“And the big problem is lack of ammunition. Central banks don’t have remotely enough room to cut, and fiscal policy is paralyzed by ideology in much of the advanced world. So we’re very vulnerable.”

Some believe that while the outbreak is a short-term setback, it could be a major business opportunity for China. Huge investment in drugs and vaccine research to combat infections is likely, and China could potentially lead the world in this area.

A new emphasis on biosecurity — to identify potential infections and track people’s movements — is also expected.

Edward Tse, CEO and founder of management consultancy Gao Feng Advisory, said he expected a major shift of emphasis toward “so-called big health, pharmaceuticals and health services”. “There will be more focus on early detection and early prevention as well as diagnostics and treatment,” he said.

Tse also believes public health management will now be a key part of China’s second generation of smart cities.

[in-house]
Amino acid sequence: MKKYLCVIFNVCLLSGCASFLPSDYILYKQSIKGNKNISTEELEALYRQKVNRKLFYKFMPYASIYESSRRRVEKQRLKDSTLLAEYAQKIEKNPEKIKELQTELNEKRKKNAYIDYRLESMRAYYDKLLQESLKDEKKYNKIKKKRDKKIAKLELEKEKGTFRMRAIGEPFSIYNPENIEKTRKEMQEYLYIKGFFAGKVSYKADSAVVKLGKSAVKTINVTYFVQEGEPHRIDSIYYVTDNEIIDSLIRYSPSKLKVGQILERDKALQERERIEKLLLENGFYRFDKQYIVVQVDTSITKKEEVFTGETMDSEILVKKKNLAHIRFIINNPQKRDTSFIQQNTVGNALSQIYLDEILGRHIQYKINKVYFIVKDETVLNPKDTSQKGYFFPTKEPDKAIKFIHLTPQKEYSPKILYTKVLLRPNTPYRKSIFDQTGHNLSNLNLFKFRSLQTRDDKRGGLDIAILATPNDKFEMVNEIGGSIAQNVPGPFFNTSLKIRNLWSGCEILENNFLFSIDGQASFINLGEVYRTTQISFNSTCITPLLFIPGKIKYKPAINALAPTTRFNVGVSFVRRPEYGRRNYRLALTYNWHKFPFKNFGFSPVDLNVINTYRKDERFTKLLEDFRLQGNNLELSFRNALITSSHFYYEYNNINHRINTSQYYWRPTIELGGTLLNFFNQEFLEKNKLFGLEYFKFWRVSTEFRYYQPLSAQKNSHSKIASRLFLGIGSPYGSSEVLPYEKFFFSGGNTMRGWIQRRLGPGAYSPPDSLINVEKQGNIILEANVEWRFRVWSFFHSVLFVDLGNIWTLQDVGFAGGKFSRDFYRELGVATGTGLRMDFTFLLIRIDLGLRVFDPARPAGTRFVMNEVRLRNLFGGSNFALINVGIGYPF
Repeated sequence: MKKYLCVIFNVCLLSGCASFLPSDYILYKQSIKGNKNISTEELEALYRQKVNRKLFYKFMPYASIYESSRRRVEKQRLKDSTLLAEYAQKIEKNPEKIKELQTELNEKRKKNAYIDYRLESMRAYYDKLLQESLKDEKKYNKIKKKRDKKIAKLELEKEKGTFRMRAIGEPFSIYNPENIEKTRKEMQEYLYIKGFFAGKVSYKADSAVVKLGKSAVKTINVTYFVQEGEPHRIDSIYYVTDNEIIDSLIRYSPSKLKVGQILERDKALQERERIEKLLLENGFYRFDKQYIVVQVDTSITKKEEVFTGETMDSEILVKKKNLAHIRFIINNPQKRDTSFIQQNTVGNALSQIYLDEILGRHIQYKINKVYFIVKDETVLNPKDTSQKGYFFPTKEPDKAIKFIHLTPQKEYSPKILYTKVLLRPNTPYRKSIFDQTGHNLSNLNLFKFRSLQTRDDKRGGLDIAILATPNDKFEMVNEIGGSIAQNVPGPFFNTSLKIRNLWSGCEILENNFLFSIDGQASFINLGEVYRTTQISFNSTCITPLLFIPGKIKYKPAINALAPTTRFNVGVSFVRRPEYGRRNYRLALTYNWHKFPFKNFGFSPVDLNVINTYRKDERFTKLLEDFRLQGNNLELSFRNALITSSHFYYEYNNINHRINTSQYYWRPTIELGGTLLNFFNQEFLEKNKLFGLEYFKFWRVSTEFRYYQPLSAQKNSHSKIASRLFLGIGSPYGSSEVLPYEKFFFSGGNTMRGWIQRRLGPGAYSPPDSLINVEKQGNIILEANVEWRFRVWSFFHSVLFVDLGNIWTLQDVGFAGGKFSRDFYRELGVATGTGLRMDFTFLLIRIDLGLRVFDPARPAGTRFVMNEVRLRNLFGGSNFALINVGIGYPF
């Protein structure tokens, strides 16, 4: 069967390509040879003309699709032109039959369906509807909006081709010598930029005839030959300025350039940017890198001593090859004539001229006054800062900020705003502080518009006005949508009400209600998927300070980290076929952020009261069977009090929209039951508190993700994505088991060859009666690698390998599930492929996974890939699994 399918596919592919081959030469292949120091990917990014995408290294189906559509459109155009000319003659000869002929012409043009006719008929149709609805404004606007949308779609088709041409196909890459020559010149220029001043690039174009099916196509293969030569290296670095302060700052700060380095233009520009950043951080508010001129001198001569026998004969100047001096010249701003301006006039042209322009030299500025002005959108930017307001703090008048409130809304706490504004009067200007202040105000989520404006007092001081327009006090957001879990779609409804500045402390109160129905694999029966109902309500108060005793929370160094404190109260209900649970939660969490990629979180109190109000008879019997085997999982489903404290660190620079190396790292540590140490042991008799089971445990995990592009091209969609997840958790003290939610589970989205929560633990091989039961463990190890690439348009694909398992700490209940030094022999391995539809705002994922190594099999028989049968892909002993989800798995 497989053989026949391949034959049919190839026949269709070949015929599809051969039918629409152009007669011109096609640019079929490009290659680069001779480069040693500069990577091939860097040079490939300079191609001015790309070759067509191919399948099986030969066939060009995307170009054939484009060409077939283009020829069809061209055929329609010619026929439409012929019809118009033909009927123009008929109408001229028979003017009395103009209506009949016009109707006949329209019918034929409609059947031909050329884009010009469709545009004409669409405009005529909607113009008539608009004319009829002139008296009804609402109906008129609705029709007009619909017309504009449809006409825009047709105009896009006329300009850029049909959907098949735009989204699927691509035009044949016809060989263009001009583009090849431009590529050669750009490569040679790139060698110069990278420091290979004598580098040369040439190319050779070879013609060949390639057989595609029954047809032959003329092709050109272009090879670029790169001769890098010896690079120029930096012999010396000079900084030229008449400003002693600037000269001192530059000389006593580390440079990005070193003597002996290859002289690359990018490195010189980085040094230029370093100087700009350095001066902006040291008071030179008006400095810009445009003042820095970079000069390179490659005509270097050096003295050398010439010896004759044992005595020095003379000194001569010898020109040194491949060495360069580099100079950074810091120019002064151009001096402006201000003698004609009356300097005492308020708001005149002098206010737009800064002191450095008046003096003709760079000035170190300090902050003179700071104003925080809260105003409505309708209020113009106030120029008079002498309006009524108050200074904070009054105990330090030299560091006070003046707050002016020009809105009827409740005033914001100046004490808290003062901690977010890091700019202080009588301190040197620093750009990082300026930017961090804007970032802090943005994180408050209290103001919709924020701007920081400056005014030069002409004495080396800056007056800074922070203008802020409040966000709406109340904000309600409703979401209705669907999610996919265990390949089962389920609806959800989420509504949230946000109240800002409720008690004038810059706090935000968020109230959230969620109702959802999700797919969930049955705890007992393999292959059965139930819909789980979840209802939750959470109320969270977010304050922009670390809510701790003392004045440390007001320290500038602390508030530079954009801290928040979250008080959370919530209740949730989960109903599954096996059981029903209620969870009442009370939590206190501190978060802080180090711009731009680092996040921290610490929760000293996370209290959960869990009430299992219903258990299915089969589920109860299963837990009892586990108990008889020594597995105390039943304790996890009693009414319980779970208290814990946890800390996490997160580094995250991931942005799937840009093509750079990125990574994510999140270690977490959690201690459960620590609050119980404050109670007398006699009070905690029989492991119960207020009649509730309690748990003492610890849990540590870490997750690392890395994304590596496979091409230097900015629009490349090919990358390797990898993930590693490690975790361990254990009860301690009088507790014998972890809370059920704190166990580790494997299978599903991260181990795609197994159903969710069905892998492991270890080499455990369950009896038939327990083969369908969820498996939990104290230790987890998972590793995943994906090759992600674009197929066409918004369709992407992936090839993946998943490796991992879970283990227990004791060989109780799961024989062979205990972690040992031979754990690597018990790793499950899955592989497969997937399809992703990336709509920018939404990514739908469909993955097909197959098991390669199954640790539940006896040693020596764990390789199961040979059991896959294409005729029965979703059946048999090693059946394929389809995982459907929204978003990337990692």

Andy Wynn, managing director of TTIP Consulting, a UK consultancy specializing in innovation, said the crisis highlights the importance of the biomedical, pharmaceutical and healthcare industries in containing outbreaks.

“There is no doubt that this situation is bringing emergency funding into the healthcare sector not only within China but also in the EU and US, to rapidly develop new treatments and aftercare techniques, but also more importantly in terms of prevention,” he said.

Although some media coverage of the virus may seem apocalyptic, history points to economies recovering rapidly from incidences like this. 

David Routt, assistant professor of history at the University of Richmond in the US, has done extensive research on the plagues of medieval Europe, which were often followed by economic booms.

Much closer to today, there was strong economic recovery following the SARS epidemic in 2002.

Ulrich of JPMorgan Chase, who worked in the investment field during SARS, said the omens from that outbreak give rise to optimism about the current one.

“If you look at corporate earnings during the time of SARS, you had a lot of downward revisions for about three months after the peak of the outbreak, which were then followed by a fairly quick recovery,” she said.